When a former U.S. president thinks he is the closest thing to Jesus, his followers must question what direction Christianity is going in. When Jesus and Pilate stood before a crowd, it wasn’t for a photo opportunity.

Recently, Donald Trump reshared a social media post on Truth Social (because he is banned from Twitter and Facebook), which claimed he is “the second greatest” in comparison to the man Christians believe to be the Son of God. For him and many of his followers, there’s Jesus and right after that, there’s Donald Trump.

Truth Social user @austinnegrete posted: “Jesus is the Greatest. President @realDonaldTrump is the second greatest.” Trump “re-truthed” or re-posted it.

This is not the first or the second time that comparisons between Jesus and Trump have been made.

Back in August, Republican representative for Illinois Adam Kinzinger said that some people “equate Donald Trump with the person of Jesus Christ.”

In September 2021, in the city of Fort Oglethorpe, Georgia, Trump was declared the second coming of Jesus on a billboard that was later removed after widespread criticism. To be sure, unlike the scripture misquoted on the billboard, it is blasphemy, no matter the political party or candidate.

Trump is known for his use of superlatives, his exaggerations of ability, reality and wealth. But spouting that one is “second” only to Jesus? I’m going to need a Bible verse for that.

He’s not just being braggadocious or merely guilty of having an inflated sense of self. Something more insidious is happening. Consequently, we must schedule bullet point conversations about:

  • Who is going to tell Trump and his supporters that the “kin-dom” of God re-orders our social and economic hierarchies?
  • What does W.E.B. DuBois mean by “the religion of whiteness” in “The Souls of White Folk”?
  • When exactly do Trump’s followers think Adrian Piper’s “Vanilla Nightmares” are expected to come true?
  • Where did we learn to disguise speech that should be direct when confronting “the master narrative” as unapologetically written about in Toni Morrison’s Playing in the Dark?
  • How can we put to rest the false binaries of race, starting with discussions “on being ‘white’… and other lies” as outlined by James Baldwin?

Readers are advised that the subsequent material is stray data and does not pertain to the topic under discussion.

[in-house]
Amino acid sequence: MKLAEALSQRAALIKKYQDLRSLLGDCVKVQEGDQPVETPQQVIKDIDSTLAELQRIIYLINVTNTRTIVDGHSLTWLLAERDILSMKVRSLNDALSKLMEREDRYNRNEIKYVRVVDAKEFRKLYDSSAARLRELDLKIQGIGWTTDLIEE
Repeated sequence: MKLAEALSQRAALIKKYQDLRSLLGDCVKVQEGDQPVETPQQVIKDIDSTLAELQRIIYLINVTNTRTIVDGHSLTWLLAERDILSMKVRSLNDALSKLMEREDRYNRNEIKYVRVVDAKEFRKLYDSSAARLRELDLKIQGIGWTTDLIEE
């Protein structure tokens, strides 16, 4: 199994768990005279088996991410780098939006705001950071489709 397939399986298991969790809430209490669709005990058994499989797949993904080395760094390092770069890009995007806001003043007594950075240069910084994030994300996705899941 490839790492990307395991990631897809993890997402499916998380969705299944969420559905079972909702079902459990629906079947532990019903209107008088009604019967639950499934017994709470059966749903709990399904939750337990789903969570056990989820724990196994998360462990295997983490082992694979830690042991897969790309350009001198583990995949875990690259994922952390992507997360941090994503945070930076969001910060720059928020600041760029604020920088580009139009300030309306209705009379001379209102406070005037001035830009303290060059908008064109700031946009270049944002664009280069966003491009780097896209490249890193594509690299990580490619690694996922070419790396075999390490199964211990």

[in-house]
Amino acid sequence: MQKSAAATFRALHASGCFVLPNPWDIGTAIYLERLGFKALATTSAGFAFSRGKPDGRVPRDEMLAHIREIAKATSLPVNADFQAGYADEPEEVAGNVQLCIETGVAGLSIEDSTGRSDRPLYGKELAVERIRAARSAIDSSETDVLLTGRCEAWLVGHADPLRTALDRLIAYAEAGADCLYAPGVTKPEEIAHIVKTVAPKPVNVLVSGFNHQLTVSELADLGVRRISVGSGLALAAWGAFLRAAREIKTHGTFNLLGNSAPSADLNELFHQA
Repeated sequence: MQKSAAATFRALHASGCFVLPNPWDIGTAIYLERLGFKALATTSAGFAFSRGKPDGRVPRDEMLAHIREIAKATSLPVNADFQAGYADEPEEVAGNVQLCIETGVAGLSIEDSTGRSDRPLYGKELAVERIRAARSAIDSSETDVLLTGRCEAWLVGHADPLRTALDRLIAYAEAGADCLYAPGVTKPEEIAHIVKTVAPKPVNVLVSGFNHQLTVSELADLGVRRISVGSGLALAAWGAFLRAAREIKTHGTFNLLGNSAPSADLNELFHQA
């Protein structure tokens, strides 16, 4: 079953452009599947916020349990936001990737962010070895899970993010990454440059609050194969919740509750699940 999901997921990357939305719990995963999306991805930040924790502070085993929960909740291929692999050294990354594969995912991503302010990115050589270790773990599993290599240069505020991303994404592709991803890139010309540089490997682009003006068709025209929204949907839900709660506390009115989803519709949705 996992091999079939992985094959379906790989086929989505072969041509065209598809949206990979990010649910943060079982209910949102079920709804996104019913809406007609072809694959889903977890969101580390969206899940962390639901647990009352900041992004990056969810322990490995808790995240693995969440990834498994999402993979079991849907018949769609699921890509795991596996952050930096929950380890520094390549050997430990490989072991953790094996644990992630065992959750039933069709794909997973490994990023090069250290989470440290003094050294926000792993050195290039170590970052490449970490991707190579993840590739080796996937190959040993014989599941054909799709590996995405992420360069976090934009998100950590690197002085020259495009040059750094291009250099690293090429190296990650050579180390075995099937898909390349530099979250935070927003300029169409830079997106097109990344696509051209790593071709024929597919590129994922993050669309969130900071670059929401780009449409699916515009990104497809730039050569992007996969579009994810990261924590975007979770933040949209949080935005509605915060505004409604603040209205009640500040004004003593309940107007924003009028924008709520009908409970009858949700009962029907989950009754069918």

• Why does Langston Hughes spell white man “C-A-P-I-T-A-L-I-S-T” in his poem “White Man”?

Yes, we can offer Sunday school lessons on the ministry and message of Jesus. But, if we are going to get in between the two, that is Jesus and Donald Trump, then we will have to talk about Jesus— not in the latest terms, not based on four-year terms but on his own.

It is a conversation that will come with a stripping away — starting with race, capitalism and militarism, though this is the American way.

Right this way, “Jesus told his disciples, ‘If any wish to come after me, let them deny themselves and take up their cross and follow me’” (Matthew 16:24, NRSV).

You know the story. When push came to shove by the Roman soldiers, Jesus’ disciples didn’t want to be caught dead or alive with him. None of them simply fell in line or wanted to be counted with him.

To be fair, the disciples all had their reasons for following Jesus and maybe they didn’t think it would go this far. And Jesus hand-picked them! I’ll take Peter and Judas too.

Trump is also not the first person who wanted to be the greatest in the kingdom of heaven. The first disciples beat him to it. But Trump will learn, as the first disciples did, to “stay in a child’s place,” as my elders would say, if he wants to pass through the “pearly gates” (Matthew 18:1-5).

Benjamin Cremer, the Amity campus pastor at the Cathedral of the Rockies, tweeted, “I’m not sure we, Christians, realize how fragile we make the gospel of Jesus Christ look when we act as though it is threatened by every cultural and political shift.”

He’s right. Christianity survived the death of its leader. Of course, it will survive Trump and Trumpism.

I don’t have to give that assumption a second thought because Trump doesn’t even come close to Jesus.

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